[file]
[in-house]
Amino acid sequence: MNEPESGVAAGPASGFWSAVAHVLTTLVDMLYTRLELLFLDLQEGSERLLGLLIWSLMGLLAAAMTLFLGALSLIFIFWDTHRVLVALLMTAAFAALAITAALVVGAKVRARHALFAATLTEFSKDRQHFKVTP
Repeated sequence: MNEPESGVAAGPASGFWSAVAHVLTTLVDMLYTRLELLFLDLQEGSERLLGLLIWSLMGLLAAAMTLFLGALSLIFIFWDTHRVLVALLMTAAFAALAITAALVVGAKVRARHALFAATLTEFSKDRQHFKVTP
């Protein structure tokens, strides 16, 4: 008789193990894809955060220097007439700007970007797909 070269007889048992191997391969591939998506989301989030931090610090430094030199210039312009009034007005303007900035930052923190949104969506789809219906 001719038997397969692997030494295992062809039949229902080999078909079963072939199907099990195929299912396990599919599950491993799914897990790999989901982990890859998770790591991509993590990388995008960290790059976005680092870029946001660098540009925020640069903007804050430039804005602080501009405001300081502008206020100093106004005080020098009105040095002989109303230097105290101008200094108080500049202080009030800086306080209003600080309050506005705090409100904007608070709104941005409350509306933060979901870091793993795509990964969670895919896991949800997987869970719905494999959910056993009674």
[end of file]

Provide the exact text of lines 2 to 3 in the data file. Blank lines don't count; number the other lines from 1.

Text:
Amino acid sequence: MNEPESGVAAGPASGFWSAVAHVLTTLVDMLYTRLELLFLDLQEGSERLLGLLIWSLMGLLAAAMTLFLGALSLIFIFWDTHRVLVALLMTAAFAALAITAALVVGAKVRARHALFAATLTEFSKDRQHFKVTP
Repeated sequence: MNEPESGVAAGPASGFWSAVAHVLTTLVDMLYTRLELLFLDLQEGSERLLGLLIWSLMGLLAAAMTLFLGALSLIFIFWDTHRVLVALLMTAAFAALAITAALVVGAKVRARHALFAATLTEFSKDRQHFKVTP